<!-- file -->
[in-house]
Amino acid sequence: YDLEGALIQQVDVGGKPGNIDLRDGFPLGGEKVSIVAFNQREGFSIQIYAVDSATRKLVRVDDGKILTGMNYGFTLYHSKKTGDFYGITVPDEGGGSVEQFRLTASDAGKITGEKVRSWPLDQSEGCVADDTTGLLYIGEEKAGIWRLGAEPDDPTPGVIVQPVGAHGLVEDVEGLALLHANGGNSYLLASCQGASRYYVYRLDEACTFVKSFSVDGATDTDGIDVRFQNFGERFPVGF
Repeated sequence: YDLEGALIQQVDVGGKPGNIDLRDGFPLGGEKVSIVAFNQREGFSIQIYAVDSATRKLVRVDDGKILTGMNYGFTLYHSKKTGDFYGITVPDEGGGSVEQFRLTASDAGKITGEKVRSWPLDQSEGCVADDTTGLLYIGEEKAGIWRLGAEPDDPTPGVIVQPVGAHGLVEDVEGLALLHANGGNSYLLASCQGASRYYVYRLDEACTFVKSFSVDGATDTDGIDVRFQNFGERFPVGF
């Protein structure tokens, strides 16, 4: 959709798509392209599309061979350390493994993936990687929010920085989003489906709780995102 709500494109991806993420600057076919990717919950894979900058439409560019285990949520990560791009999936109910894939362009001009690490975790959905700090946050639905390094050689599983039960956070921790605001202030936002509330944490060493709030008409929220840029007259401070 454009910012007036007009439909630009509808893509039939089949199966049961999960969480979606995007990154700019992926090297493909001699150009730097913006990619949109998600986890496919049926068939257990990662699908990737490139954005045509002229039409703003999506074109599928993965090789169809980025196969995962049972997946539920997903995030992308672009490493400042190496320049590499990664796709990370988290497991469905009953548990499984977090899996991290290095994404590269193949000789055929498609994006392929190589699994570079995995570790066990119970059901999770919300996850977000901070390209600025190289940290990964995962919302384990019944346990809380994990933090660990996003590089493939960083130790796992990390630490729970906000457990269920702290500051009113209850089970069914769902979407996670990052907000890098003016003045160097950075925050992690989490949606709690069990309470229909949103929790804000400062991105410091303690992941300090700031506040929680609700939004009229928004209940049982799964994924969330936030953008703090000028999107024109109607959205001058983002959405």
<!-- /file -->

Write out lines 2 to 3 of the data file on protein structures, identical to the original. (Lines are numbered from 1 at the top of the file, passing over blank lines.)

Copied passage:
Amino acid sequence: YDLEGALIQQVDVGGKPGNIDLRDGFPLGGEKVSIVAFNQREGFSIQIYAVDSATRKLVRVDDGKILTGMNYGFTLYHSKKTGDFYGITVPDEGGGSVEQFRLTASDAGKITGEKVRSWPLDQSEGCVADDTTGLLYIGEEKAGIWRLGAEPDDPTPGVIVQPVGAHGLVEDVEGLALLHANGGNSYLLASCQGASRYYVYRLDEACTFVKSFSVDGATDTDGIDVRFQNFGERFPVGF
Repeated sequence: YDLEGALIQQVDVGGKPGNIDLRDGFPLGGEKVSIVAFNQREGFSIQIYAVDSATRKLVRVDDGKILTGMNYGFTLYHSKKTGDFYGITVPDEGGGSVEQFRLTASDAGKITGEKVRSWPLDQSEGCVADDTTGLLYIGEEKAGIWRLGAEPDDPTPGVIVQPVGAHGLVEDVEGLALLHANGGNSYLLASCQGASRYYVYRLDEACTFVKSFSVDGATDTDGIDVRFQNFGERFPVGF